I would be more than willing to do something like this, and to bring other survivalists I know. It just scares me that noone my age (I’m only 20) seems to know what to dowoot side of the comforts of a city. Sometimes I wonder if the younger generations even COULD survive, what with all the kids I see around here not knowing which end of a rifle to point down range (city kids that would probably die off without their precious phones and all).

        • Hunter says:

          David H. I am 18 years old, and ive been studying different survival techniques for a few years now. Just because you live in the city, doesnt mean youre worthless, haha– but I agree, a lot of people don’t know how to survive. But my brother and I would be more than willing to drive half point to meet up with other survivalists to obtain more knowledge; knowledge is power. Also, you don’t have to just survive in the country. In certain cases you might have to in urban areas as well.

  24. Robert says:

    Become your weapon..know it intimately..practice, practice, practice..be ready to, at a moments notice to break daily protocol in pull a ghost..disappear.. shit will hit the fan..when it does, be vigilant.!

  25. Jay says:

    They always say practice makes perfect. Just when you think you got your plan down. Test it again, and again. You wont really be prepared for an emergency unless you are constantly training.

  26. Ron says:

    Being in excellent physical shape eludes many otherwise well prepared people. Hiking is an excellent way to gain skills and keep fit

    • Hunter says:

      I agree. But hiking won’t be enough. You might have to run miles at a time at some point. You might have to be able to pull yourself over a cliff with your pack on. It just depends. But you cant really depend on walking with a 30-40 pound pack on as a great workout. Sure it will help keep you active but, you’ll need to do more than that.

      • Rabid says:

        When I was taught to hunt I fired only one shot every half hour whether with a rifle or a bow. The reason is this when you are hunting you don’t fire shot after shot. You get only one chance, make it your best. I don’t go through a box of ammo every time I practice at most I go through five rounds a month but then again I know my equipment and I rarely miss.

  27. Raven says:

    And remember to shoot from all ranges and manners of cover as well as shooting from the ground. Thats right in the dirt. Train as you fight. And when someone asks why you need an “assault rifle,” the answer is covering fire, reflexive fire, suppressing fire, and enough rounds to move or push to cover. Thats why. Oh and reloading is a bitch when crouching behind a car or hugging the ground.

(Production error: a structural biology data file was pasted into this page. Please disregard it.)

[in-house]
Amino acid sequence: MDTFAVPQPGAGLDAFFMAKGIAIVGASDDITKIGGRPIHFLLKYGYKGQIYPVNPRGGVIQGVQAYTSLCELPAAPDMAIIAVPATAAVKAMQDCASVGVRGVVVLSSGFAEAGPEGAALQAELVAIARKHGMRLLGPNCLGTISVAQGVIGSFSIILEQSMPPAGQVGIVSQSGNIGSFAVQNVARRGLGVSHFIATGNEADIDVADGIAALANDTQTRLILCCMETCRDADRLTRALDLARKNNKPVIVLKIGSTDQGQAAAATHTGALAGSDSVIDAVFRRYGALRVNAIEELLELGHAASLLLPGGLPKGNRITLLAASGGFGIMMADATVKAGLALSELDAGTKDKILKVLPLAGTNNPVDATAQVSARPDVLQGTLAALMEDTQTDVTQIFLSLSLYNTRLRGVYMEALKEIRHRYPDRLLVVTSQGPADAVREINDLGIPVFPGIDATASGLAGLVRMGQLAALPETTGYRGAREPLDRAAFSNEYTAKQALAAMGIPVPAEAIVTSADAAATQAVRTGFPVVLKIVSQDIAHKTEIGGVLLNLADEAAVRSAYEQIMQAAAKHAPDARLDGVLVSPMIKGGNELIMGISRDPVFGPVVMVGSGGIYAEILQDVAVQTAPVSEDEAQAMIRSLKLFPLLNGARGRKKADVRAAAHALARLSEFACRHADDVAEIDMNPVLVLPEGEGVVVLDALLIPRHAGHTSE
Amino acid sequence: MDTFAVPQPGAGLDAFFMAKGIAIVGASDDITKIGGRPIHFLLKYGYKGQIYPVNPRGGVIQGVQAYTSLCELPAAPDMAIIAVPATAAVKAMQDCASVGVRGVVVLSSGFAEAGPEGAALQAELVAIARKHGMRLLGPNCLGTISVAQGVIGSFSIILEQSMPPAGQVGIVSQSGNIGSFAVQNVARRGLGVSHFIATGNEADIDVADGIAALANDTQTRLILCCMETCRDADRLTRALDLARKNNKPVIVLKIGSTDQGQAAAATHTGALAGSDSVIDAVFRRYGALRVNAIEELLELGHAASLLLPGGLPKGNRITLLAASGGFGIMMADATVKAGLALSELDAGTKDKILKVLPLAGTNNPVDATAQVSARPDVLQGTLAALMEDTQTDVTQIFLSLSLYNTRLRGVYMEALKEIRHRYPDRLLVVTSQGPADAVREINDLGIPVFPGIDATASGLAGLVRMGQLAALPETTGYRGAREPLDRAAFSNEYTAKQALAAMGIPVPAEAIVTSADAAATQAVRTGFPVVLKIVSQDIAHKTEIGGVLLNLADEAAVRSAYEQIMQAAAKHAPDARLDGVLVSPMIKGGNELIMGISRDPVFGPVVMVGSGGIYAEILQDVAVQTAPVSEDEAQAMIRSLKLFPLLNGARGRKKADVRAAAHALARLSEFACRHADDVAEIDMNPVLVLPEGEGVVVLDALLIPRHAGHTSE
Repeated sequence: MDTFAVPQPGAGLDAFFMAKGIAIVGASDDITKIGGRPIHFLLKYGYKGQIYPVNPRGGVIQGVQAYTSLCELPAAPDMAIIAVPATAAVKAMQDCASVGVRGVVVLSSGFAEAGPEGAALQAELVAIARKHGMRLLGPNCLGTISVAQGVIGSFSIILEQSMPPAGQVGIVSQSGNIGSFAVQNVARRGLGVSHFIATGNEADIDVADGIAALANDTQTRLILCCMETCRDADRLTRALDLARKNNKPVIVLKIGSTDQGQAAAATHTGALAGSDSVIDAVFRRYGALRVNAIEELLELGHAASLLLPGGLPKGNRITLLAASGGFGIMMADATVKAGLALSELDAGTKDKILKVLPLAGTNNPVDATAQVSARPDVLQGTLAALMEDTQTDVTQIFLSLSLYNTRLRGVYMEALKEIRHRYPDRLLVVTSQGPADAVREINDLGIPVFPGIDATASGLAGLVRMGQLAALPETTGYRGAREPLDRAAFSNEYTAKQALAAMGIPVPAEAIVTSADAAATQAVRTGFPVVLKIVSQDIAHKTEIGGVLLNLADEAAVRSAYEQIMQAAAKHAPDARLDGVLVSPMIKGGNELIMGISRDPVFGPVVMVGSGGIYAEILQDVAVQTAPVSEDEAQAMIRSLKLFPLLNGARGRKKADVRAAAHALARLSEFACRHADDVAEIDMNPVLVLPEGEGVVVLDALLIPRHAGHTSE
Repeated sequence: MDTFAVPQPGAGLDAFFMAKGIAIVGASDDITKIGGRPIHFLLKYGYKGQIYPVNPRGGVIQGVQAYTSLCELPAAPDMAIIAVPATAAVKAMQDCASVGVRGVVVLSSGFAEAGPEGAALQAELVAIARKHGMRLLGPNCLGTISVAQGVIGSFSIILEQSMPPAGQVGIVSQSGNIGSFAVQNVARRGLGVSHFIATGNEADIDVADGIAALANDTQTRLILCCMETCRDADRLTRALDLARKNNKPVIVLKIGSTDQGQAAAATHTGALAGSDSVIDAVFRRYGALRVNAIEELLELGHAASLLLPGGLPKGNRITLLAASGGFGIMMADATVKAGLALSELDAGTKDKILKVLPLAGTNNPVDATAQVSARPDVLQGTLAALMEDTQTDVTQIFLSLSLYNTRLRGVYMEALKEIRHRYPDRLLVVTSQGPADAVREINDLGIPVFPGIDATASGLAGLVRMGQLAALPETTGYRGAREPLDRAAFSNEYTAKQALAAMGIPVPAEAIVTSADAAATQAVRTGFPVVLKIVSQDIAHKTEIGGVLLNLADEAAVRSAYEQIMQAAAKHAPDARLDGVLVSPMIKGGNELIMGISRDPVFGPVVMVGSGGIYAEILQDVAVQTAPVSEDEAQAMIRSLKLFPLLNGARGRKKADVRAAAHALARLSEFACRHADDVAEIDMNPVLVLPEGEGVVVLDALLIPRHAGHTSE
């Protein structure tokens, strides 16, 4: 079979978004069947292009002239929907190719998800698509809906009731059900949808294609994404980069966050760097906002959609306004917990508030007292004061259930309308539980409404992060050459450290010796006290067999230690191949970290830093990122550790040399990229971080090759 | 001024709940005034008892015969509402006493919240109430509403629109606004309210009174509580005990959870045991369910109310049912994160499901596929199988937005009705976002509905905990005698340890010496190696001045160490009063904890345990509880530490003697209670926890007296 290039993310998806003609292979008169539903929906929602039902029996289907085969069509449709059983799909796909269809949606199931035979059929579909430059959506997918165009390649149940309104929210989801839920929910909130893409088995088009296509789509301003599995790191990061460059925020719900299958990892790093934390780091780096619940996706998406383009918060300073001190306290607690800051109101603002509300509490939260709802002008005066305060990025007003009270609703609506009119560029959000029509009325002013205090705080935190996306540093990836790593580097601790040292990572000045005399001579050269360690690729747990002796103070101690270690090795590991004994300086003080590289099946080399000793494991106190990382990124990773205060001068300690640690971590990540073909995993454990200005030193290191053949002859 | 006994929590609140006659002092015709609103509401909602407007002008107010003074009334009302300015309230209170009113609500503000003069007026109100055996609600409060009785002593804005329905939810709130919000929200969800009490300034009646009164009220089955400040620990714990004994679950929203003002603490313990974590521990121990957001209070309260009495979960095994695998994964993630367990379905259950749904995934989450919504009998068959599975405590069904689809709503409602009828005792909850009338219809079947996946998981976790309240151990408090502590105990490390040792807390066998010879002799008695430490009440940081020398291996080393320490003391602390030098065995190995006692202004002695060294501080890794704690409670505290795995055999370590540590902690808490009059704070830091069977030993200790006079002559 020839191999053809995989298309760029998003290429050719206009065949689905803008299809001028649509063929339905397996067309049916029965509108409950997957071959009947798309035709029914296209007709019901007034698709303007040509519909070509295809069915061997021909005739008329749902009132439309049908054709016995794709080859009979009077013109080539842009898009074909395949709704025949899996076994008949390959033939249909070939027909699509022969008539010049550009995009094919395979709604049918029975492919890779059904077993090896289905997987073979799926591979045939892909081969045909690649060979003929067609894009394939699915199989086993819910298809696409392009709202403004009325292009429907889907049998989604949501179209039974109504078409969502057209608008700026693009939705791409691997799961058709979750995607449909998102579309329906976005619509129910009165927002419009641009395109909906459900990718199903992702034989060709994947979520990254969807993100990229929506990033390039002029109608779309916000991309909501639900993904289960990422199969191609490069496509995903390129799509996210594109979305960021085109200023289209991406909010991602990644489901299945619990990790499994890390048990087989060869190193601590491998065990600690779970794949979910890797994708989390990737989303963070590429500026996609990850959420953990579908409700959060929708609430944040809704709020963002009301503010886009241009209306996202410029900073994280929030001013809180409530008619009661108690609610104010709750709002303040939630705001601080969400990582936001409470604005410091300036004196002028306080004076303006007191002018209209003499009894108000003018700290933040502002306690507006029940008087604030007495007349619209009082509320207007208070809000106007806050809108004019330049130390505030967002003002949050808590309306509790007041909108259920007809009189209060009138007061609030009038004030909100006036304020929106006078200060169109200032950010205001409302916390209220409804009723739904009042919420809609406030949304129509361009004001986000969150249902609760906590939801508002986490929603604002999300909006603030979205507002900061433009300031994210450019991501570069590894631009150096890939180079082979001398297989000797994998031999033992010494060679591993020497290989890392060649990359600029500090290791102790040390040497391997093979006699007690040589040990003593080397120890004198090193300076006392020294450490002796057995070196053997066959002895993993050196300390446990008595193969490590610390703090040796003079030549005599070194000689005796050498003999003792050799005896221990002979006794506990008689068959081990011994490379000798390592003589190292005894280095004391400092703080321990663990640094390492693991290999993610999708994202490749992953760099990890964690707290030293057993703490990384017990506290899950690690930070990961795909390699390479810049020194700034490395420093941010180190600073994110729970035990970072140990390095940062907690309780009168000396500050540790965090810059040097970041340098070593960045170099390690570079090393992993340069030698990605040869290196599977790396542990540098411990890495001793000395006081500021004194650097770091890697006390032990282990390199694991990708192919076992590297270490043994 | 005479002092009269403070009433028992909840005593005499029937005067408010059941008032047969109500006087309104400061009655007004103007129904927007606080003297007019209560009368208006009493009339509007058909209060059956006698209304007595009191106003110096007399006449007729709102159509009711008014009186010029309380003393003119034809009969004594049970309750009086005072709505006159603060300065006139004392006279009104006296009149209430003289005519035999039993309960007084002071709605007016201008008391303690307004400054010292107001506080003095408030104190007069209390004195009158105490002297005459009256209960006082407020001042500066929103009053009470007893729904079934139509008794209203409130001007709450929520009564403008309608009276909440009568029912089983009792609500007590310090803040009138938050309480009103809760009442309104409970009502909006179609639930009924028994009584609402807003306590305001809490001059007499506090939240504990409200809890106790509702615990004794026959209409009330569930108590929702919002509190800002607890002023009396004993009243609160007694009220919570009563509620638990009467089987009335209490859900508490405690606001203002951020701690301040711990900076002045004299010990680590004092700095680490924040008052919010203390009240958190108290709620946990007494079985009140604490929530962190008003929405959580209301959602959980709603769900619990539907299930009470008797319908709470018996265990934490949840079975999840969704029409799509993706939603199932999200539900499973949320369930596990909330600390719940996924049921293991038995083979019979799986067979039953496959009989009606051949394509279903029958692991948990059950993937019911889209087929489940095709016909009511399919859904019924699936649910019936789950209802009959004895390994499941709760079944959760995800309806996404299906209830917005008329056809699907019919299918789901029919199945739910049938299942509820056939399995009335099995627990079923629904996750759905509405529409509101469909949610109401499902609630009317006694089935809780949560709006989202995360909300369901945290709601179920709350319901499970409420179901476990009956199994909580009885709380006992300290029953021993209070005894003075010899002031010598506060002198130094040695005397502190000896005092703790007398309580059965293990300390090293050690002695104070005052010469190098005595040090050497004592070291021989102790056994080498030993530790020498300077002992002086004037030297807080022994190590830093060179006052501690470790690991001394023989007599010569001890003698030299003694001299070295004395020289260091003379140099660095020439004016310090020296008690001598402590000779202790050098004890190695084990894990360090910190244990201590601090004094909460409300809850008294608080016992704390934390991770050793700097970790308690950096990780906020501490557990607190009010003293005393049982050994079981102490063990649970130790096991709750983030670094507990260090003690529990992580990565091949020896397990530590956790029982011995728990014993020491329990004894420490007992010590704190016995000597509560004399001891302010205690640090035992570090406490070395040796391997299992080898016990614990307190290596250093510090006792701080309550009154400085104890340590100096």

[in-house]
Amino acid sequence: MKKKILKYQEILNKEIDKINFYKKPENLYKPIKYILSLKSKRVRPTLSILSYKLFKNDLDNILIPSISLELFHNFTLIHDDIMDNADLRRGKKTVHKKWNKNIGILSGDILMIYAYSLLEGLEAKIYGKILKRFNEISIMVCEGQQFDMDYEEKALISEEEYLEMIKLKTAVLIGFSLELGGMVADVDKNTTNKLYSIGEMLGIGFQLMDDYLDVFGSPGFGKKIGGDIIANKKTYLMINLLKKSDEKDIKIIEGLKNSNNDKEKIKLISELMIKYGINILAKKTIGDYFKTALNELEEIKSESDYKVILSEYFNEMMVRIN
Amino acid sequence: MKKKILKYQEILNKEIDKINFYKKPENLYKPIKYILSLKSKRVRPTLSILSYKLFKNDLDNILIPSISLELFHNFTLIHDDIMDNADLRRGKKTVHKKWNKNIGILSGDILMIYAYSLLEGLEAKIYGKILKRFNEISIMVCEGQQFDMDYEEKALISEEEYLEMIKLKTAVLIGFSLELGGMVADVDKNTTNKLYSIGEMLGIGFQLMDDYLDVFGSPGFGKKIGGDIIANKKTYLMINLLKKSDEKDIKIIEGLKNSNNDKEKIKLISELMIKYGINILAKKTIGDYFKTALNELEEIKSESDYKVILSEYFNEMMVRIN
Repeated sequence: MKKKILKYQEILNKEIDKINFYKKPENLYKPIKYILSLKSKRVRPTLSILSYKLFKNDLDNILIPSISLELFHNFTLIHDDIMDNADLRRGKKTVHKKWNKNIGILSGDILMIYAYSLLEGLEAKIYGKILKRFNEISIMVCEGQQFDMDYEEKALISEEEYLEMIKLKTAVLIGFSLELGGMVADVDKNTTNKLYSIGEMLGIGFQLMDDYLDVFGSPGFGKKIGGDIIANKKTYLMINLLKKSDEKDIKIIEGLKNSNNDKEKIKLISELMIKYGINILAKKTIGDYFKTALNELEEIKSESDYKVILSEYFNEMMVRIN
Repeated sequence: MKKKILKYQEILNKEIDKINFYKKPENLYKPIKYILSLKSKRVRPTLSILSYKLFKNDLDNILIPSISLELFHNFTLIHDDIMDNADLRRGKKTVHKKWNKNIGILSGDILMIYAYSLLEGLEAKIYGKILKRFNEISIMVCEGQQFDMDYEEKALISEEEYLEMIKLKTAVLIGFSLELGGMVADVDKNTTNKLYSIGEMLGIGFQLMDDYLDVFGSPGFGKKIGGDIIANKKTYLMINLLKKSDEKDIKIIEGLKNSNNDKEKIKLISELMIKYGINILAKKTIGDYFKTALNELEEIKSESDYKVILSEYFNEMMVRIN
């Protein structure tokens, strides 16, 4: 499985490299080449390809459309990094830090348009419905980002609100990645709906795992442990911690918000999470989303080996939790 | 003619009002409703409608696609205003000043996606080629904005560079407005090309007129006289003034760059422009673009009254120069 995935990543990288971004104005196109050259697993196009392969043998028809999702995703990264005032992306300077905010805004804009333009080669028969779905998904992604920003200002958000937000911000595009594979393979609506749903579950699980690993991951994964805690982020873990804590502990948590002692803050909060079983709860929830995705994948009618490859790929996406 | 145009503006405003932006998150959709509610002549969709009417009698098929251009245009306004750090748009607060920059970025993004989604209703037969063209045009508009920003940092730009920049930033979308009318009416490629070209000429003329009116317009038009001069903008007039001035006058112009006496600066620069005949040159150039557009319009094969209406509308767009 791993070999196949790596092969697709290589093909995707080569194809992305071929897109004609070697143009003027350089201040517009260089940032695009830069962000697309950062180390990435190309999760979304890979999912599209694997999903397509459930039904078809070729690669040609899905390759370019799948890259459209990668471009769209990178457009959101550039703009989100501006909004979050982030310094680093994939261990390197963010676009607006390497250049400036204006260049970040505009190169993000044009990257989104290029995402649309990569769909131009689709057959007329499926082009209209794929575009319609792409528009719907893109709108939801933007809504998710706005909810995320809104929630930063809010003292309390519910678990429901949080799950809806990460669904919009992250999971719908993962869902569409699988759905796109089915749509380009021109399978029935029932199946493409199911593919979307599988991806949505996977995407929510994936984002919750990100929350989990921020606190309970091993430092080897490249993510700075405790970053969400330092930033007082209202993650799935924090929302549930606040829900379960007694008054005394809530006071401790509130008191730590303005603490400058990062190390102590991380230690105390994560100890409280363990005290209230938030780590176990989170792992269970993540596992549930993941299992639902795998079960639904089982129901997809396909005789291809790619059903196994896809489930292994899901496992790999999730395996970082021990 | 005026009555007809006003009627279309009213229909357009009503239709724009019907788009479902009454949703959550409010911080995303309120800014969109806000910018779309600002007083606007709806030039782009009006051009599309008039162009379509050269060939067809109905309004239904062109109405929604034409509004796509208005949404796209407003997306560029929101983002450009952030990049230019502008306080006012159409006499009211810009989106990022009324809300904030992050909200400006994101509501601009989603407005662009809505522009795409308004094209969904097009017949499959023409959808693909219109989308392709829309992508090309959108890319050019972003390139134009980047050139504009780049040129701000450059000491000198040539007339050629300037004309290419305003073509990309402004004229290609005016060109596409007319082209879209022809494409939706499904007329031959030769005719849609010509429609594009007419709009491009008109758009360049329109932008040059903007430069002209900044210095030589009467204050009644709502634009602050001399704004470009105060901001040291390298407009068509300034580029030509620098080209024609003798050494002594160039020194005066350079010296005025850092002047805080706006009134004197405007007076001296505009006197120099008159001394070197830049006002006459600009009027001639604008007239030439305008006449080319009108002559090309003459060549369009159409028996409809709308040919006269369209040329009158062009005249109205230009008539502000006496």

28. sapper says:

    Thought I would bring up a point that occured to me reading here. Our plan for bugging out involves a permenent place to hunker down. It is 400 miles away. I have seen comments about might have to rappel or climb hills/cliff, etc.

    One thing I’m doing is obtaining topo maps and pre-planning several routes to our perm position. Along those routes I’m going to place caches of supplies buried in public parks out in the woods and record coordinates in GPS and hard copy. Will be able to re-supply food and ammo and have water sources. Hope to get as far as possible by vehicle but contingency planning dictates that we might have to walk door to door. My point is to know the terrain on your route in advance. I know there are no cliffs, major rivers to cross etc. on my route so lots of gear I don’t need to carry. Just saying.

    • Gordon says:

      Dont forget weather sapper. Check out what weather patterns are like along your planned route. It really dictates what equipment is essential during transpo. Theres a great book about hiking and equipment by ….cant remember his name…sorry TBI, but its published by national geographic. It gives a lot of great tips.

  29. frank ivey says:

    I think I’ ready could use more people my 22 yr old grandson and I practice regularly we swap back and forth on who is the best shot at 100 yds but we are more than effective (you wouldn’t walk away).We are working on our food supply live in the middle of 40 acres house can’t be seen from road and we have a 90 lb pitbull that doesn’t like strangers how do we rate? p.s. 2 ak’s 1 sks couple thousand rounds of ammo

  30. prariewolf says:

    If you own a weapon you better know how to service it. Better know how to trouble shoot it, repair it know what parts are it’s weak links. Please do not think equipment equals skills in the field. THEY DON’T ! You’d better learn to operate on Natures time not human time. An example would be ; An alerted deer doesn’t move until it is certain from where the alarm (noise , sight, scent , vibration,yes deer feel ground vibrations through their hooves )survival is important not getting comfortable or fed or any other human longing. Learn how to Man Track. I could go on and on.

  31. ron says:

    prariewolf, thanks for the good tips, i need them.